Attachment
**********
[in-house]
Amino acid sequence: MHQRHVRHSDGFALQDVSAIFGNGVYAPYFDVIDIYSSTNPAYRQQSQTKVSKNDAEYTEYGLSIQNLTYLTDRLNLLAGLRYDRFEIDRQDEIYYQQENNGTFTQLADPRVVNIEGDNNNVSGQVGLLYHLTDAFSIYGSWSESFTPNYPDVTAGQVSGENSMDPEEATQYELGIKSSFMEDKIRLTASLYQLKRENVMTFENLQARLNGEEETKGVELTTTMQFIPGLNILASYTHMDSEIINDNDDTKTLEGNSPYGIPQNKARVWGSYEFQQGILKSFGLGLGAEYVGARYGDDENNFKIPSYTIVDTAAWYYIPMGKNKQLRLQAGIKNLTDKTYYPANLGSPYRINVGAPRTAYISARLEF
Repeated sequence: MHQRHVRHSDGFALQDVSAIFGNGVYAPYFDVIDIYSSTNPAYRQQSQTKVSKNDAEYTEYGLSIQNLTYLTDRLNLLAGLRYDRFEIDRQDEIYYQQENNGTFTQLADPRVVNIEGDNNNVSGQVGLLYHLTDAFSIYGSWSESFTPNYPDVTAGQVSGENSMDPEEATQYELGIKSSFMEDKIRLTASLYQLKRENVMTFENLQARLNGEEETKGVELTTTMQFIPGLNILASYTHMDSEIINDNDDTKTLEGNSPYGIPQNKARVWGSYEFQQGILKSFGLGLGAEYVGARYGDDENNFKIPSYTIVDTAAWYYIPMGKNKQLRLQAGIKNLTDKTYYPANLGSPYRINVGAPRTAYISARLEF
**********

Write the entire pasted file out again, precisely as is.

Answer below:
[in-house]
Amino acid sequence: MHQRHVRHSDGFALQDVSAIFGNGVYAPYFDVIDIYSSTNPAYRQQSQTKVSKNDAEYTEYGLSIQNLTYLTDRLNLLAGLRYDRFEIDRQDEIYYQQENNGTFTQLADPRVVNIEGDNNNVSGQVGLLYHLTDAFSIYGSWSESFTPNYPDVTAGQVSGENSMDPEEATQYELGIKSSFMEDKIRLTASLYQLKRENVMTFENLQARLNGEEETKGVELTTTMQFIPGLNILASYTHMDSEIINDNDDTKTLEGNSPYGIPQNKARVWGSYEFQQGILKSFGLGLGAEYVGARYGDDENNFKIPSYTIVDTAAWYYIPMGKNKQLRLQAGIKNLTDKTYYPANLGSPYRINVGAPRTAYISARLEF
Repeated sequence: MHQRHVRHSDGFALQDVSAIFGNGVYAPYFDVIDIYSSTNPAYRQQSQTKVSKNDAEYTEYGLSIQNLTYLTDRLNLLAGLRYDRFEIDRQDEIYYQQENNGTFTQLADPRVVNIEGDNNNVSGQVGLLYHLTDAFSIYGSWSESFTPNYPDVTAGQVSGENSMDPEEATQYELGIKSSFMEDKIRLTASLYQLKRENVMTFENLQARLNGEEETKGVELTTTMQFIPGLNILASYTHMDSEIINDNDDTKTLEGNSPYGIPQNKARVWGSYEFQQGILKSFGLGLGAEYVGARYGDDENNFKIPSYTIVDTAAWYYIPMGKNKQLRLQAGIKNLTDKTYYPANLGSPYRINVGAPRTAYISARLEF